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Is Marissa Mayer's Flextime Ban Bad for Business, Morale and the Yahoo Brand?

Posted by Sheila Shayon on February 25, 2013 08:11 PM

It seems the great divide still exists—a great mother or a great worker. Now, two of the most powerful female executives have set their own standards for work/life balance, but there are faults to be had in both arguments.

Late last week, via an internal H.R. memo that was leaked to the press, Yahoo! CEO Marissa Mayer banned working from home. The Google transplant has been in the process of turning around embattled Yahoo! since taking over in July 2012, but her latest move is inspiring more backlash than anything. 

"Speed and quality are often sacrificed when we work from home," says an internal memo from HR director Jackie Reses, obtained by tech blog All Things D. "We need to be one Yahoo!, and that starts with physically being together."

“Even if that was what was previously agreed to with managers and HR, or was a part of the package to take a position, tough … It’s outrageous and a morale killer,” an employee told All Things D.

Beginning in June, all employees who work remotely full-time must report to a Yahoo! office. Additionally, it seems that even the occasional telecommute may be out of the question, as the internal memo suggests: "And for the rest of us who occasionally have to stay home for the cable guy, please use your best judgment in the spirit of collaboration."

The controversial move is one that goes against the grain of current work trends, with more and more companies creating work-from-home programs or introducing flexible schedules in order to accomodate employees with childcare needs and increasingly complicated lives. 

"More than 36% of U.S. workers with a bachelor’s degree or higher and almost one-fourth of all staffers worked at home at least sometimes in 2010, the most recent data from the Bureau of Labor Statistics," notes Quartz. "The numbers may be even higher since the recession, experts suggest, as companies try to cut costs further."

While Mayer—who famously had a baby in September, and then returned to work just two weeks later—may be capable of such a superhero-like turnaround, the average working mother or father will most likely find it much more challenging.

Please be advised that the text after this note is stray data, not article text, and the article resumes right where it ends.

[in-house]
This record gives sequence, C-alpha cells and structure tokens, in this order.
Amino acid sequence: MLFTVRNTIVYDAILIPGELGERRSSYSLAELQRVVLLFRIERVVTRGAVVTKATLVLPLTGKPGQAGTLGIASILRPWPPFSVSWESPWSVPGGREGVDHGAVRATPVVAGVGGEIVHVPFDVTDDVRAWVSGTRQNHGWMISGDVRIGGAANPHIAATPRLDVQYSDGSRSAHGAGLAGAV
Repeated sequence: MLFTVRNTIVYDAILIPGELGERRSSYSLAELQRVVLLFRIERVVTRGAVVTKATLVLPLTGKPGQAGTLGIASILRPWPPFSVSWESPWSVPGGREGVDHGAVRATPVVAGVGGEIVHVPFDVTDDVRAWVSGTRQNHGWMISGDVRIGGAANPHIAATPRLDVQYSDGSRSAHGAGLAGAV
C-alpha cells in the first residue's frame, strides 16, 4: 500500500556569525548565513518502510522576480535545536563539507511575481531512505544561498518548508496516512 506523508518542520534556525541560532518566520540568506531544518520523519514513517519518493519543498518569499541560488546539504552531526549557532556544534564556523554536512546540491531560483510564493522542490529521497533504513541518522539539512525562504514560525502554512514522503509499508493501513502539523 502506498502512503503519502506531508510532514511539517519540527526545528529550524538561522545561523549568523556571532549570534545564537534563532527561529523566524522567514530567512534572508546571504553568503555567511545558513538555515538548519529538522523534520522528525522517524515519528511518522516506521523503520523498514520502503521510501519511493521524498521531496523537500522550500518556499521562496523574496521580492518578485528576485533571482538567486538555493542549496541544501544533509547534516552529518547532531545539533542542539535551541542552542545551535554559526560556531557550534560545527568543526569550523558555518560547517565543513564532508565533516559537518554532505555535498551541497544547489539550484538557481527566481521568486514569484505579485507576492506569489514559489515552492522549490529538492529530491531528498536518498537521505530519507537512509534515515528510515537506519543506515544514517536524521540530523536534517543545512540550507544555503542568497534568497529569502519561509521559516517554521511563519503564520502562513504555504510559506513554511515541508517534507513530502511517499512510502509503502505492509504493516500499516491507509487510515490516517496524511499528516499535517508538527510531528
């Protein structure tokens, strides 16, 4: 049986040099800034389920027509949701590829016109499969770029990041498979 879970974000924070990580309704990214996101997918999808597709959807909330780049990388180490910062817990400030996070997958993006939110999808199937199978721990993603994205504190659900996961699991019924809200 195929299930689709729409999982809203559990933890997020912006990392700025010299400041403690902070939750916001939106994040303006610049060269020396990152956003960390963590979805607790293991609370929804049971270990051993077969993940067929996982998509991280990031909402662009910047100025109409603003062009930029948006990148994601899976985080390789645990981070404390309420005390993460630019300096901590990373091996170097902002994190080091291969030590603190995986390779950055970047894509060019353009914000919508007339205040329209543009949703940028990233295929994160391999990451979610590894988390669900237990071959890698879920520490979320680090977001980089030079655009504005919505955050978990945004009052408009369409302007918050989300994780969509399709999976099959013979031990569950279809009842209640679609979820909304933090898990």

On another beat entirely is Facebook's COO Sheryl Sandberg, who is an outspoken supporter of work/life balance and is in the process of promoting her book, Lean In: Women, Work and the Will to Lead, an ode to her feminist mantra on women and mothers in the workplace. The book, out March 11, coincides with the creation of Lean In Circles, part business school, part book club for readers to come together to learn the ways of Facebook's leading lady. 

Also a Google transplant, Sandberg makes her family a top priority, telling Inc., "I walk out of this office every day at 5:30 so I'm home for dinner with my kids at 6:00... I did that when I was at Google, I did that here, and I would say it's not until the last year, two years, that I'm brave enough to talk about it publicly."

Facebook, like many tech companies, provide extensive ammenities to employees inside the workplace including complete meals, laundry services and health facilities so that employees can spend the maximum amount of time working and spend less time out of the office taking care of errands. However, such companies also have extremely flexible work schedules, allowing employees to work from home on a regular basis or as needed. In the end, having such options makes the companies more attractive to top talent and allows them to retain employees for longer.

Besides making the company more attractive, work-from-home policies have been touted as big money savers for corporate offices. Bank of America, who also recently trimmed down their work-from-home program, advertised that the "My Work" program saved the company $6,000 per employee per year in real estate and office costs. (The program cut is supposedly a part of a company-wide budget slim down that includes laying off an estimated 30,000 employees.) In reaction to Yahoo's decision, some believe the "work here or get out" move is part of a "stealth layoff" as well.

Since Yahoo!'s announcement, dozens of business elite have taken to coming out against the decision, including Virgin's outspoke chairman: